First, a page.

Wages in California During the Gold Rush

50 Pages Posted: 11 Jun 2000 Last revised: 13 Apr 2023

See all articles by Robert A. Margo

Robert A. Margo

Boston University - Department of Economics; National Bureau of Economic Research (NBER)

Date Written: June 1997


The California Gold Rush was an unexpected shock of tremendous size that prompted the costly re-allocation of labor to a frontier region. Using newly-collected archival data, this paper presents estimates of nominal and real wages in Gold Rush California. Consistent with a simple dynamic model of labor market adjustment, real wages rose sharply during the early years of the Rush (1848-1852), declined abruptly following massive in-migration 1850s. However, although the Rush itself was a transitory event, it left California wages permanently higher. Estimates based on census data suggest that the supply of labor into Gold Rush California was about half as elastic as the supply of labor into Alaska during the Pipeline Era.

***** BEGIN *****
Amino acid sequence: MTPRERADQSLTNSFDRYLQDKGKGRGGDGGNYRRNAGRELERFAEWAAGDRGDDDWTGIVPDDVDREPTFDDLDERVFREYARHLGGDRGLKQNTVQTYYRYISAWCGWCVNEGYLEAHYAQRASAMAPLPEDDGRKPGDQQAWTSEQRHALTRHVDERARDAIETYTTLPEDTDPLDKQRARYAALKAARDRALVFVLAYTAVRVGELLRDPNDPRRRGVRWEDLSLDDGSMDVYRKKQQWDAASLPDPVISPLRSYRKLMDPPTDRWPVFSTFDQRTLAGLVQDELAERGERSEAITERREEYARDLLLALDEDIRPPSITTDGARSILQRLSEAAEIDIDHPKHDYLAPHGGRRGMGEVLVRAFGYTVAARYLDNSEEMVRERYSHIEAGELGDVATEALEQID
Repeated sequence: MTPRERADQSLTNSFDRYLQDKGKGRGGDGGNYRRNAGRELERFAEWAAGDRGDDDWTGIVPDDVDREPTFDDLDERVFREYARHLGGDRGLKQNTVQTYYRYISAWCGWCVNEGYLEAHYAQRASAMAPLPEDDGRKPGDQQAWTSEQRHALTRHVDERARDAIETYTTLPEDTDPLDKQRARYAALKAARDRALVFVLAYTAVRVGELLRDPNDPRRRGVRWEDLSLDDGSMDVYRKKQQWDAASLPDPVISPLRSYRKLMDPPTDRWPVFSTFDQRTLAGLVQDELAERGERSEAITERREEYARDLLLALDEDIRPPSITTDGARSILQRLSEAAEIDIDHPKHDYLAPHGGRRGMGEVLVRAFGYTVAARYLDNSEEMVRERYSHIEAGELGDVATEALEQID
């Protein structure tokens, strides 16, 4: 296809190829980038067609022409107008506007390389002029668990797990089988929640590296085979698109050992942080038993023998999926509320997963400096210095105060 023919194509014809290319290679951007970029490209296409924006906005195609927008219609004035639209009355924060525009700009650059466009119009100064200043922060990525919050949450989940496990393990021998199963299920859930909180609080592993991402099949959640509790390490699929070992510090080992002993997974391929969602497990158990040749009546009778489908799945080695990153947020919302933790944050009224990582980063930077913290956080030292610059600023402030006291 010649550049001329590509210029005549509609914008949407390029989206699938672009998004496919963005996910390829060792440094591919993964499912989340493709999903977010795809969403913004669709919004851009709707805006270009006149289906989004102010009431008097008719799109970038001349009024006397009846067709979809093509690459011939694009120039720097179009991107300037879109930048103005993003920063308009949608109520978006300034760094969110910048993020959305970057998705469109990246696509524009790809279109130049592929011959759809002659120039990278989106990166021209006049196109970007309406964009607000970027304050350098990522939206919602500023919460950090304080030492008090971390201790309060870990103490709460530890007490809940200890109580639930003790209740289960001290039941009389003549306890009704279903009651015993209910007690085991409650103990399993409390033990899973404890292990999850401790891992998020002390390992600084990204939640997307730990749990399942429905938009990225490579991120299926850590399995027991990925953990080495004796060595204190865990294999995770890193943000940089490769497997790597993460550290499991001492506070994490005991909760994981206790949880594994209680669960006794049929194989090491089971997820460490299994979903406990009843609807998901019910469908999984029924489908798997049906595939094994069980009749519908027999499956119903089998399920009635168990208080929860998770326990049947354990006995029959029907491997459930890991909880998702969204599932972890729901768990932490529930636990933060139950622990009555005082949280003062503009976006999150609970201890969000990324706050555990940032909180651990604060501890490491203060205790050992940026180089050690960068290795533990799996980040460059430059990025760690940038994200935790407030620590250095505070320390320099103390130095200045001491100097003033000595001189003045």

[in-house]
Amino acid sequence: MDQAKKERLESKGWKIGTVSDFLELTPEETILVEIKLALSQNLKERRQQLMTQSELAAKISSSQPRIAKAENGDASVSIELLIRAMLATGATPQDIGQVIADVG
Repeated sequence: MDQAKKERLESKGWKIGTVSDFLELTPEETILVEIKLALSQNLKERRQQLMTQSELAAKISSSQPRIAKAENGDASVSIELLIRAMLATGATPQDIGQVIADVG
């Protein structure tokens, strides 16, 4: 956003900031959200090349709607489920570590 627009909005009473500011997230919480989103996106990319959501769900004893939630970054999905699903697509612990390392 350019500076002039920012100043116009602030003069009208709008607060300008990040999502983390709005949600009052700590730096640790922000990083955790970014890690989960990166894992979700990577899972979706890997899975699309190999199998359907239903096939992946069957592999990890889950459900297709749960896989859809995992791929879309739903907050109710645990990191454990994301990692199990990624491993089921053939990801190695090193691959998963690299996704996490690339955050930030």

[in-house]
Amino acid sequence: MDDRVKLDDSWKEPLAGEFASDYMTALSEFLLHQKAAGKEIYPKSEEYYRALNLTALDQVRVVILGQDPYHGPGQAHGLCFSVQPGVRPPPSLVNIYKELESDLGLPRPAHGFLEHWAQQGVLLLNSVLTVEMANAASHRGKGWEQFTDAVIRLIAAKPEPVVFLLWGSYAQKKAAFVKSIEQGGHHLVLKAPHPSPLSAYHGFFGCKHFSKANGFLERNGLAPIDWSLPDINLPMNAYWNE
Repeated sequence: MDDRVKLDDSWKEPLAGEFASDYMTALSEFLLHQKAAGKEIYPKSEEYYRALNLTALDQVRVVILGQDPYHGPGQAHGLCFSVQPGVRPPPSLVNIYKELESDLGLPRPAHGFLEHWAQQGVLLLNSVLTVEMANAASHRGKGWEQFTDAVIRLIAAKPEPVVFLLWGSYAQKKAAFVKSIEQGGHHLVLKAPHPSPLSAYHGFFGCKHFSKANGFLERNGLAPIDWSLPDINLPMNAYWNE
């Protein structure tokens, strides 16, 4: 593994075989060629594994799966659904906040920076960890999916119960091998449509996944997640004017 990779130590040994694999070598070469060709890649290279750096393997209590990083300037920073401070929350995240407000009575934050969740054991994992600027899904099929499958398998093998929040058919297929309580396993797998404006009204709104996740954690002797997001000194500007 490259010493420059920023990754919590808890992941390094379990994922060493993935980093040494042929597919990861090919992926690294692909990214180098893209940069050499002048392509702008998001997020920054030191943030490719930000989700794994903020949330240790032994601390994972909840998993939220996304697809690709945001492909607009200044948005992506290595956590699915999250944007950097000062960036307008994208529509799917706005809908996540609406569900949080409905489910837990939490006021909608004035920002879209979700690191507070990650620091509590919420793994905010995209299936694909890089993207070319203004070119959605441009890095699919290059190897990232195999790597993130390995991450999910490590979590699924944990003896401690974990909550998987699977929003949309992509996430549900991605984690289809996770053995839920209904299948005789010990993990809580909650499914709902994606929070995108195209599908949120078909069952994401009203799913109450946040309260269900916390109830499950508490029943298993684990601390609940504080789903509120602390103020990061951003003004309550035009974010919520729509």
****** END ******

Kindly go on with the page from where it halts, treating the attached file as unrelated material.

Suggested Citation

Margo, Robert A., Wages in California During the Gold Rush (June 1997). NBER Working Paper No. h0101, Available at SSRN: https://ssrn.com/abstract=225142

Robert A. Margo (Contact Author)

Boston University - Department of Economics ( email )

270 Bay State Road
Boston, MA 02215
United States
617-353-6819 (Phone)

National Bureau of Economic Research (NBER)

1050 Massachusetts Avenue
Cambridge, MA 02138
United States